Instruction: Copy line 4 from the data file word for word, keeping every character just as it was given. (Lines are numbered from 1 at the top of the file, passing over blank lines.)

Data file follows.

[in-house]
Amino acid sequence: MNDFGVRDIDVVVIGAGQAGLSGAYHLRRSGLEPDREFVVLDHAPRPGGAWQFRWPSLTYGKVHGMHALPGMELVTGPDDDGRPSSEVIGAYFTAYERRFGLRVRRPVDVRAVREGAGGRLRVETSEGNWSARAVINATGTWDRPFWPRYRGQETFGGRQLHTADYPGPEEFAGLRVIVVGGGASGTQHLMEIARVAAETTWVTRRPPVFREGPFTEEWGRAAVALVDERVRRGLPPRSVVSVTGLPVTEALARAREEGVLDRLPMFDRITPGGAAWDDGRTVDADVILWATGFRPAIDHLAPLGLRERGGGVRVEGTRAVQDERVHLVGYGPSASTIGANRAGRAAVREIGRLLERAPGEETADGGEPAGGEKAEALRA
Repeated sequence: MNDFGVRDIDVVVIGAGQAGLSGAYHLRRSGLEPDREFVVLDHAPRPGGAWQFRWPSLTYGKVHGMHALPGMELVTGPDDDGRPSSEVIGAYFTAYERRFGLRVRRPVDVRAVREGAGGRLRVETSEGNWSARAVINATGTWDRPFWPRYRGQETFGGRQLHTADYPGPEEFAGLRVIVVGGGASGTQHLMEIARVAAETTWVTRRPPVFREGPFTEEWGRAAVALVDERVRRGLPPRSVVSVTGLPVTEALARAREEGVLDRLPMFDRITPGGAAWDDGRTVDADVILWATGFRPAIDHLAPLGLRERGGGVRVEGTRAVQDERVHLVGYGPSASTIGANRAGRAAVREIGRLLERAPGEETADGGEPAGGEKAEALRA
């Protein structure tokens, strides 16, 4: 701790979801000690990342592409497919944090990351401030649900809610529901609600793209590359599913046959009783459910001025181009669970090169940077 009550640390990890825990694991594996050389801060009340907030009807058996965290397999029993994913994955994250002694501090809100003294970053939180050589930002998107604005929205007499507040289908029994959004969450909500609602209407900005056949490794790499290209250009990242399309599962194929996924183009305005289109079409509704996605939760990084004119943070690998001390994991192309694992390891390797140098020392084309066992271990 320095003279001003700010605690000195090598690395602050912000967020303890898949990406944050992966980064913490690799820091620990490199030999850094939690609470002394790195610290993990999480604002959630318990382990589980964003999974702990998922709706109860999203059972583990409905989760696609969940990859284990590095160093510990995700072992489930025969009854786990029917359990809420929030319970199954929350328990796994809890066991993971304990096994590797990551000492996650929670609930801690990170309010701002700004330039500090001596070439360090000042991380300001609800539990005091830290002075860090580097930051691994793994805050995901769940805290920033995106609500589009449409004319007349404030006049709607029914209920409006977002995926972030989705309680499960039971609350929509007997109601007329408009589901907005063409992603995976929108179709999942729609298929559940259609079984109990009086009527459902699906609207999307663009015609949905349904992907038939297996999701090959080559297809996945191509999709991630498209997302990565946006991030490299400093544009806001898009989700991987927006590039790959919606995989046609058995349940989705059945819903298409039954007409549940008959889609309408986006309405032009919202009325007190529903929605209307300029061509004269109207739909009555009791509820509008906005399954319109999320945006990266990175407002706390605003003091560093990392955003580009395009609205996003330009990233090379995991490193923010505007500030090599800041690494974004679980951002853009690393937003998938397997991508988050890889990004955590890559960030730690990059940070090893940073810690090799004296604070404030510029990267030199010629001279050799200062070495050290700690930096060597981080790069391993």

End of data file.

């Protein structure tokens, strides 16, 4: 701790979801000690990342592409497919944090990351401030649900809610529901609600793209590359599913046959009783459910001025181009669970090169940077 009550640390990890825990694991594996050389801060009340907030009807058996965290397999029993994913994955994250002694501090809100003294970053939180050589930002998107604005929205007499507040289908029994959004969450909500609602209407900005056949490794790499290209250009990242399309599962194929996924183009305005289109079409509704996605939760990084004119943070690998001390994991192309694992390891390797140098020392084309066992271990 320095003279001003700010605690000195090598690395602050912000967020303890898949990406944050992966980064913490690799820091620990490199030999850094939690609470002394790195610290993990999480604002959630318990382990589980964003999974702990998922709706109860999203059972583990409905989760696609969940990859284990590095160093510990995700072992489930025969009854786990029917359990809420929030319970199954929350328990796994809890066991993971304990096994590797990551000492996650929670609930801690990170309010701002700004330039500090001596070439360090000042991380300001609800539990005091830290002075860090580097930051691994793994805050995901769940805290920033995106609500589009449409004319007349404030006049709607029914209920409006977002995926972030989705309680499960039971609350929509007997109601007329408009589901907005063409992603995976929108179709999942729609298929559940259609079984109990009086009527459902699906609207999307663009015609949905349904992907038939297996999701090959080559297809996945191509999709991630498209997302990565946006991030490299400093544009806001898009989700991987927006590039790959919606995989046609058995349940989705059945819903298409039954007409549940008959889609309408986006309405032009919202009325007190529903929605209307300029061509004269109207739909009555009791509820509008906005399954319109999320945006990266990175407002706390605003003091560093990392955003580009395009609205996003330009990233090379995991490193923010505007500030090599800041690494974004679980951002853009690393937003998938397997991508988050890889990004955590890559960030730690990059940070090893940073810690090799004296604070404030510029990267030199010629001279050799200062070495050290700690930096060597981080790069391993």